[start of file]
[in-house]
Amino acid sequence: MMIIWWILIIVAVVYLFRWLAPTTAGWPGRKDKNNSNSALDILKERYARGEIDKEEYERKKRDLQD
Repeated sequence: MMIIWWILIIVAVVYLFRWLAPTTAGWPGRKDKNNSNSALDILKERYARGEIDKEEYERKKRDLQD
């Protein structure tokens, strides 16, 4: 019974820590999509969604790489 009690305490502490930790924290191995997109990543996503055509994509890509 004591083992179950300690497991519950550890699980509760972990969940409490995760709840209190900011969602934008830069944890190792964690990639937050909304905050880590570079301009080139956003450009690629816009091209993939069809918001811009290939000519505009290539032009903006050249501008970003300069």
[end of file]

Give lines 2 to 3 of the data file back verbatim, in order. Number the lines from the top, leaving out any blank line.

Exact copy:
Amino acid sequence: MMIIWWILIIVAVVYLFRWLAPTTAGWPGRKDKNNSNSALDILKERYARGEIDKEEYERKKRDLQD
Repeated sequence: MMIIWWILIIVAVVYLFRWLAPTTAGWPGRKDKNNSNSALDILKERYARGEIDKEEYERKKRDLQD